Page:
I’m not going to get into each mystery – that would take too long, and I seriously have to do the dishes before I go to work tonight. Instead, I’m going to tell you instead that out of the three Holmeses I’ve come into contact with (canon!Holmes, Beekeeper’s!Holmes, and Robert Downey Jr!Holmes), my favorite Holmes is from the Holmes & Russell series by Laurie R. King, followed by the Robert Downey Jr. version. (Clarification: I have never watched any of the earlier Holmeses, like Jeremy Brett or Basil Rathbone.) And because I especially love RDJ and went to see the movie Sherlock Holmes three times (yes, I really did – that movie kicked ass!), I was especially pleased to see that the movie used some quotes from various stories:

“It makes a considerable difference to me, having someone with me on whom I can thoroughly rely.” [“The Boscombe Valley Mystery”] (In the movie, said to Watson after Watson was going to leave Holmes to have lunch with Mary but decided to help Holmes instead) [67]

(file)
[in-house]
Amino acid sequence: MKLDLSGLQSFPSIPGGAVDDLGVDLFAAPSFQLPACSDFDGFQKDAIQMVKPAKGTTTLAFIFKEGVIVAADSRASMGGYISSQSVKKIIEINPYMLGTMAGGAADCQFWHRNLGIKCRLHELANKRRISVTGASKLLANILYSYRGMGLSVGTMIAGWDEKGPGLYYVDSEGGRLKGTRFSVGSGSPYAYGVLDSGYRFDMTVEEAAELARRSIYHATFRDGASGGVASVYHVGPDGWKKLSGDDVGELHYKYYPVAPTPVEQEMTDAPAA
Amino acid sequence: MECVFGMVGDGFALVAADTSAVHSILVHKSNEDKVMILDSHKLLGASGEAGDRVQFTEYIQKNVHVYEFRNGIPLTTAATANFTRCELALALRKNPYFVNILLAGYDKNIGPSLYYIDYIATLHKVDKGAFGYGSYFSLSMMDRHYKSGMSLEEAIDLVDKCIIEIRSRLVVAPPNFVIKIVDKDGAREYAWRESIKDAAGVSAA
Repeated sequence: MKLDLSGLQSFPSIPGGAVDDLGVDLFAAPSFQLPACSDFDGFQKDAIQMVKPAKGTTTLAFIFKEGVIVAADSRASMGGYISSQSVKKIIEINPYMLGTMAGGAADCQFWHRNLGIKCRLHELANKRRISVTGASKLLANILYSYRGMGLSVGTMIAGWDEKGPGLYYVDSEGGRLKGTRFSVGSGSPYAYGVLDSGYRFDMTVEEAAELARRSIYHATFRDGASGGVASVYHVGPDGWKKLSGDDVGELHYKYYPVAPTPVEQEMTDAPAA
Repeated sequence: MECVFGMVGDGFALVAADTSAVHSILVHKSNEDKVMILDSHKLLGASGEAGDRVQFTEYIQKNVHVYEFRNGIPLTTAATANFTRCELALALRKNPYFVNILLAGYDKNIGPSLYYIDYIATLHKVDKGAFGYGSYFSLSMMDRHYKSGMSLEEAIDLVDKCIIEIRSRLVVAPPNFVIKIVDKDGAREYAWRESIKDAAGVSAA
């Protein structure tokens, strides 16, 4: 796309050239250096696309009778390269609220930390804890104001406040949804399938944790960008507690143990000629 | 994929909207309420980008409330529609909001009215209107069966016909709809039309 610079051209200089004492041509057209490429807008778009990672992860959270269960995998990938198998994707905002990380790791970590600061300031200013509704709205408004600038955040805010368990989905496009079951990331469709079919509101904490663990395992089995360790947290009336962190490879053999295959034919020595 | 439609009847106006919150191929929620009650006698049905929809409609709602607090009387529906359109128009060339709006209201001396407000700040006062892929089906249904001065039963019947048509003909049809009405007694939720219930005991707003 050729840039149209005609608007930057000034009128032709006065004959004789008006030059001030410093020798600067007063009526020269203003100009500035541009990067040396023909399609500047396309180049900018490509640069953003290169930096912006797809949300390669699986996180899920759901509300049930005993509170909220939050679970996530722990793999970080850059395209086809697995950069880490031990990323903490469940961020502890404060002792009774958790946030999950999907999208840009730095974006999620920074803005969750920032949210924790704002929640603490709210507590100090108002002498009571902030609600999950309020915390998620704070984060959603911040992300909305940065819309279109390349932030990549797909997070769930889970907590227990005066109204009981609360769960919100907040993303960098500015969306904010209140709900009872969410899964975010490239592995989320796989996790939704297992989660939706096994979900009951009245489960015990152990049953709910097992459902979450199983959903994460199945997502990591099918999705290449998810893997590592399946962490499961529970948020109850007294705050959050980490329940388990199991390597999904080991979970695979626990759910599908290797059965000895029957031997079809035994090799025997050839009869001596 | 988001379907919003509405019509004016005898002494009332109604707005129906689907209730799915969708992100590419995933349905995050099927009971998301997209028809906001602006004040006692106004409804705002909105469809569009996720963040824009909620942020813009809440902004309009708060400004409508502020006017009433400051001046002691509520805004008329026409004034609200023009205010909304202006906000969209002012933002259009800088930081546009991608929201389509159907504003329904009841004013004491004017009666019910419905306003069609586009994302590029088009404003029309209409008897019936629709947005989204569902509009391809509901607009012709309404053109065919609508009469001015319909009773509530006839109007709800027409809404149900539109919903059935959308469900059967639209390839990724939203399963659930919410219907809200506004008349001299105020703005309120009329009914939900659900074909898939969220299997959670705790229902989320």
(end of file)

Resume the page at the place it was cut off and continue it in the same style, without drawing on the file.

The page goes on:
“Data! data! data!” he cried impatiently. “I can’t make bricks without clay.” [“The Adventure of the Copper Beeches”] [165] (in the movie, yelled to various bobbies to get them out of the room so he could examine it further)

One thing I didn’t understand, and I will totally be talking to my father about this (my father is a huge Sherlock Holmes fan — not in today’s Internets definition of the word fan, and certainly not in today’s Comic-Con sense of the word, but Dad still has a very old copy of the complete Sherlock Holmes and I still remember him asking me to read them when I was growing up but didn’t want to because the book had no pictures in it) ANYWAY, what’s with Moriarty?